HOW DOES life on the fast lane taste? As heavenly as perhaps, a ready-to-eat Chettinad chicken available at the neighbourhood Food World.
Fast-forward seems to the buzzword these days, prompting one to ask, has laidback Hyderabad woken up from its slumber, to a pace where there is so much business, so much of work to be done that there is no time for nothing? No time to stand beneath the boughs, no time to stare as long as sheep or cows… and if Hyderabadis may be permitted the luxury, `no time to cook nor any time to look at the book.’
No lamp, no genie… no problem. One just needs to rub the purse and boil some water. Snap a finger and lo! There is a lavish spread in the table ready-to-eat. Welcome to the readymade zamana, where food – be it anything, Qubbani ka meetha, Chicken durbari, Chana masala, Dal bukhara or Palak paneer - comes packaged now, is sold from the shelves of the grouch grocer, in a ready-to-eat format.
“The future belongs to these ready-to-eat food items. Very soon, the consumer will have a wide choice by his fingertips – 3, 643 listed grandmother’s dishes, with the same grandma taste,” affirmed Central Food and Technology Research Institute (CFTRI) director Dr. V. Prakash, while delivering the keynote address at the recently concluded two-day long National Conference on `Emerging Trends in Food Technology’ at Osmania University.
“The CFTRI is working on strategies to deliver the same taste and increase the shelf-life of these packaged ready-to-eat foodstuff,” he revealed.
As the number of working women burgeons, more and more of these packets find way into the kitchen with an alarming regularity. “Although the present consumption of these ready-to-eat mixes is about 0.2 percent in the entire country, we foresee a situation where in the next few years, there would be a 50 percent increase in demand,” says OU Food Technology lecturer Jyothi Karan Singh. “Some of these items come quite expensive,” says Rashmi, a call centre manager. All good things come with a price. Many an expert has fallen off the wagon dreaming of the perfect recipe of Chettinad Chicken. And here you are, getting an authentic dish which you just have to boil and serve.
“The processing technology is at a very nascent stage. Once it grows and the items become a way of life, prices are sure to roll down,” explains food technologist Pradip Ganguly.
Elucidating the technology that goes behind processing and packaging these items, Prof. Jyothi describes, “At first the food is cooked by expert chefs and then subjected to an extremely high temperature for a short period of time to an extent where all the micro-organisms responsible for food spoilage are killed. Retort Pouching does the packaging, where blowing infrared air cleans and makes the foil sterile that renders it safe for asceptic packing of the food.” “Before the packaging is done, a redox test to test the potential shelf life of the product is done, which follows a PH (acidity) test and a test to ascertain the sugar and salt percentage in the item,” she adds. The preservatives used are nitrates in case of meat and propanates in case of cereals or lentils that gives them a shelf life of 12 months.
Many of us who play it safe haven’t tried the food apprehending the safety, nutrient quality or the taste. “Safety is not an issue at all. All food items that are packaged and sold in the market have to get the PFA (prevention of food adulteration) certification, which by itself is a safety seal,” says Prof. Jyothi.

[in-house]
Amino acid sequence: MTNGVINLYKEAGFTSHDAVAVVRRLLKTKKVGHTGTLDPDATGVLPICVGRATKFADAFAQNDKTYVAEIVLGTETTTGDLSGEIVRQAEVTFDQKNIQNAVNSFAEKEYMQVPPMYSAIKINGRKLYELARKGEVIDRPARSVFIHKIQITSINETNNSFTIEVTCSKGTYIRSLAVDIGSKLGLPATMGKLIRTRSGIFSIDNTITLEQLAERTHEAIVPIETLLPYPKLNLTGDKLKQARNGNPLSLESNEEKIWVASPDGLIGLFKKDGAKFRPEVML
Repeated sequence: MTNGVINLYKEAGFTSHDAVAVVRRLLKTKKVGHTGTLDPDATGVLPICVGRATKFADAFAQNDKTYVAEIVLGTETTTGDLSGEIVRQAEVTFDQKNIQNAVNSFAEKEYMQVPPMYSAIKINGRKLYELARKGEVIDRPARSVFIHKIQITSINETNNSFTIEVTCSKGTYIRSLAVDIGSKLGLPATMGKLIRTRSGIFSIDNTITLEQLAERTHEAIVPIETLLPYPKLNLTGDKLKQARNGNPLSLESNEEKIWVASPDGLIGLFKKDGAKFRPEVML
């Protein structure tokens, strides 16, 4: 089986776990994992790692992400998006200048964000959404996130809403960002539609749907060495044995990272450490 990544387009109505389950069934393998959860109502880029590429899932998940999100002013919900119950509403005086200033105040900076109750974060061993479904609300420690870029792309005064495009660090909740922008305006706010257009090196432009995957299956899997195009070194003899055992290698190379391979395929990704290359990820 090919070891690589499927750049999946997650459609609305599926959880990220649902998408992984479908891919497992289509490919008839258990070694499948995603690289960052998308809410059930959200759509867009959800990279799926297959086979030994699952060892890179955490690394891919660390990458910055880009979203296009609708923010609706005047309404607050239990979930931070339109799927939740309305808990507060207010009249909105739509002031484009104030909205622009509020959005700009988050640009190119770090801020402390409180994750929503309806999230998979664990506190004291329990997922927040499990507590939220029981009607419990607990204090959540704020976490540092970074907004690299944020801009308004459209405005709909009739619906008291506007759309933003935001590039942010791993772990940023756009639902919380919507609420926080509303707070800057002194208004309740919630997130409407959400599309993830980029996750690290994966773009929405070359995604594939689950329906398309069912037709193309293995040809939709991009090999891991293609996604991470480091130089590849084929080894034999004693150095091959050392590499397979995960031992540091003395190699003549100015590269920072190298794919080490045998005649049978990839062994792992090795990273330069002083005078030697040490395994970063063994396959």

Industry experts believe that the nutrient quality of the raw food is tried as best possible to be retained although there may be fractional loses in Vitamin-B and Vitamin-C. “We are researching on how to retain the original nutrient quality,” assures the CFTRI head. “Rest assured, the taste will be just as close as mama’s food,” he adds.
Now, that is manna for the laid-back Hyderabadi. “We are busy, ra,” they say. Or lazy? All’s the same as long as the table has a spread of good food.
The menu of ready-to-eat food spans the length and breadth of the country, keeping the interest of carnivores as well as our lettuce-loving friends. From Chicken samosa, Methi mutter masala, salad mixes,Bengal lentils, Dal makhni, Avial, Bombay potatoes, Jaipur vegetables, Kashmir spinach, Sambhar and Tomato rasam, Dum-ka-kumbh, Palak paneer, chicken tangdi kebab and Mushroom butter masala, and a list of many such swooning delicacies, too numerous to mention.
There are instant desserts too, like Khubbani ka meetha, Kaju burfi, Gulab jamun and Kesar pista ice-cream mix. Thank the monks, who married milk and time to cull out that form of crude cheese that marked the beginning of the food processing industry, that such a wide surfeit of ready-mixes are available off the shelves today.
“I agree life has become easy for these. But I don’t think they are meant for everybody. The quantity is pretty less. It just doesn’t even suffice for a single stomach,” complains Atiya, a busy volunteer for an animal NGO. Seconding her, friend Shalom – a housewife feels, “Once a while, it’s okay but not always. It does not work out to be very economical.”
“Keeping such customer regrets in mind, companies, like ITC, MTR or Tasty Bite, are making food packets that can serve at least a family of four, at quantities of 400-500 grams and at prices ranging from Rs. 22 to Rs. 222,” observes food technologist Pradip. And as these ready-mixes find more acceptance prices will fall involuntarily.
Palak paneer, please… the pizza can wait. The Indian palate when hungry certainly craves for a saucepan of Dal makhni more than that saucy pasta. By chance, fast foods have become fast moving because they are fast. Not much of culinary wangles involved in their preparation. Now that pure Indian gourmet cuisine is available, ready-to-eat, widespread acceptance is guaranteed. But over some time, when the country is ready for these ready-mades.